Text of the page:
15

I'm using Spark SQL 1.6.1 and am performing a few joins.

Looking at the spark UI I see that there are some jobs with description "run at ThreadPoolExecutor.java:1142"

Example of some of these jobs

I was wondering why do some Spark jobs get that description?

26

After some investigation I found out that run at ThreadPoolExecutor.java:1142 Spark jobs are related to queries with join operators that fit the definition of BroadcastHashJoin where one join side is broadcast to executors for join.

That BroadcastHashJoin operator uses a ThreadPool for this asynchronous broadcasting (see this and this).

scala> spark.version
res16: String = 2.1.0-SNAPSHOT

scala> val left = spark.range(1)
left: org.apache.spark.sql.Dataset[Long] = [id: bigint]

scala> val right = spark.range(1)
right: org.apache.spark.sql.Dataset[Long] = [id: bigint]

scala> left.join(right, Seq("id")).show
+---+
| id|
+---+
|  0|
+---+

When you switch to the SQL tab you should see Completed Queries section and their Jobs (on the right).

SQL tab in web UI with Completed Queries

In my case the Spark job(s) running on "run at ThreadPoolExecutor.java:1142" where ids 12 and 16.

Jobs tab in web UI with "run at ThreadPoolExecutor.java:1142" jobs

They both correspond to join queries.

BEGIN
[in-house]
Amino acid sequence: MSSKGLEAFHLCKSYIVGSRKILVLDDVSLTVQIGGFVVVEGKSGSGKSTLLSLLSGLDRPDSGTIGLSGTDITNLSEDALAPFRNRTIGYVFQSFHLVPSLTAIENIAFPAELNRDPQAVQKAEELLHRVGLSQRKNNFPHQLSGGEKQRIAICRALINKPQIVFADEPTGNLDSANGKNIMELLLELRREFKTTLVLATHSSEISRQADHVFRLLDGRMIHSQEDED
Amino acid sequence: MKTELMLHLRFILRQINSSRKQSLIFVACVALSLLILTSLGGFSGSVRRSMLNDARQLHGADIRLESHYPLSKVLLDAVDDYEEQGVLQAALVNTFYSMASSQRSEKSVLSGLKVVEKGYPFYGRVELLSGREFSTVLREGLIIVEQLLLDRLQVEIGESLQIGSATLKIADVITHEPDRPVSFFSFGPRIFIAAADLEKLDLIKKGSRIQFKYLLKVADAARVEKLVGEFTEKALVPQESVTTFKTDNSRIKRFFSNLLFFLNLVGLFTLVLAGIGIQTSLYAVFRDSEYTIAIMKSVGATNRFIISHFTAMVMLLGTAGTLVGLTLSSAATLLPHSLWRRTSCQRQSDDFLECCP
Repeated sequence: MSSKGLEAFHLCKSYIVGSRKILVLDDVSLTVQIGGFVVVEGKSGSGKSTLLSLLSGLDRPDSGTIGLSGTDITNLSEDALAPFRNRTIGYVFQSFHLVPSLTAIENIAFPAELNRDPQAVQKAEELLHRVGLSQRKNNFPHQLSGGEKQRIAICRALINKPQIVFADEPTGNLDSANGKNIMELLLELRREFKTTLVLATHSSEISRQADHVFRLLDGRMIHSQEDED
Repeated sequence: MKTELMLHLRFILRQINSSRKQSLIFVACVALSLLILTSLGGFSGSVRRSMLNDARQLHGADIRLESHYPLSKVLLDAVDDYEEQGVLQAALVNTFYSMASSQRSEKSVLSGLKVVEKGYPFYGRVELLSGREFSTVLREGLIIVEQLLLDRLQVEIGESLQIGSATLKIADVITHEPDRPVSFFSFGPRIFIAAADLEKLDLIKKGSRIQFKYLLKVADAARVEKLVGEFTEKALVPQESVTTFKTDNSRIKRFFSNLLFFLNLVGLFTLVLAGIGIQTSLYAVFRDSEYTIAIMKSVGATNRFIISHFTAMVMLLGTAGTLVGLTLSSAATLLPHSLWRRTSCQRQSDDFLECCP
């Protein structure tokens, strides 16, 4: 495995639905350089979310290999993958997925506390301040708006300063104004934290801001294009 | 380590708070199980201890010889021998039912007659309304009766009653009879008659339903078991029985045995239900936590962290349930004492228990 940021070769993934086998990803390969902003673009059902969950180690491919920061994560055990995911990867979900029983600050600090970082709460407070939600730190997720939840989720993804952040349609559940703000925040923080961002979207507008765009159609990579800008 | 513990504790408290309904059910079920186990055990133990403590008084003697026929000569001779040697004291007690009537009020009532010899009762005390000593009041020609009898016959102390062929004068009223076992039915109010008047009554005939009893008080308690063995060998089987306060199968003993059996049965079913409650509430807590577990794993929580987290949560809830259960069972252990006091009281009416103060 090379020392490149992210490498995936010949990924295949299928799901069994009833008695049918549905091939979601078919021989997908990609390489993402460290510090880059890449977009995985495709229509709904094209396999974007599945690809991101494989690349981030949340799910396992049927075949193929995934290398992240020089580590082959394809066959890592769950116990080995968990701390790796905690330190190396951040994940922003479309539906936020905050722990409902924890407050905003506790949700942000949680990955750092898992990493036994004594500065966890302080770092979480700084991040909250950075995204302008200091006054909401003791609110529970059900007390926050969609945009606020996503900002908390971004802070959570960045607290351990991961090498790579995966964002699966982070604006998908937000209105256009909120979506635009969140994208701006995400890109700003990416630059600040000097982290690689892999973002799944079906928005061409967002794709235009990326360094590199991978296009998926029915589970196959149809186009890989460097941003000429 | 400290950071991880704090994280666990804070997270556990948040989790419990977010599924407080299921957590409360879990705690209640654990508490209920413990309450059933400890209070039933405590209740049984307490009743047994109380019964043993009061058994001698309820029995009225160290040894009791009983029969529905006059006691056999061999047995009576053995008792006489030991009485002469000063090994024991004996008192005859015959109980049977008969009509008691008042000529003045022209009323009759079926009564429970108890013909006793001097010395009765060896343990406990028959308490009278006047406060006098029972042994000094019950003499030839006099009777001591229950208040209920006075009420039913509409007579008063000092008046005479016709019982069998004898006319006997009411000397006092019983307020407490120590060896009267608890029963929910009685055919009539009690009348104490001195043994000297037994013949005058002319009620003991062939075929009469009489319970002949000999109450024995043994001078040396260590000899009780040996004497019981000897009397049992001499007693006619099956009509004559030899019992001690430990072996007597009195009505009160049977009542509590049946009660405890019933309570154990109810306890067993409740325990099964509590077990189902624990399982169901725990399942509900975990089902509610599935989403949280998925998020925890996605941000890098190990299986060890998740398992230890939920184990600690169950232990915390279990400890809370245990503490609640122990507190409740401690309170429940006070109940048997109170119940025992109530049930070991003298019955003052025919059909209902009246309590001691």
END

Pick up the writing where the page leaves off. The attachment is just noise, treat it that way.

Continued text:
If you wonder "that makes sense that one of my joins is causing this job to appear but as far as I know join is a shuffle transformation and not an action, so why is the job described with the ThreadPoolExecutor and not with my action (as is the case with the rest of my jobs)?", then my answer is usually along the lines:

Spark SQL is an extension of Spark with its own abstractions (Datasets to name just the one that quickly springs to mind) that have their own operators for execution. One "simple" SQL operation can run one or more Spark jobs. It's at the discretion of Spark SQL's execution engine how many Spark jobs to run or submit (but they do use RDDs under the covers) -- you don't have to know such a low-leve details as it's...well...too low-level...given you are so high-level by using Spark SQL's SQL or Query DSL.

  • 1
    Dr. Laskowski to the rescue – javadba Jan 19 at 21:09

Your Answer

By clicking “Post Your Answer”, you agree to our terms of service, privacy policy and cookie policy

Not the answer you're looking for? Browse other questions tagged or ask your own question.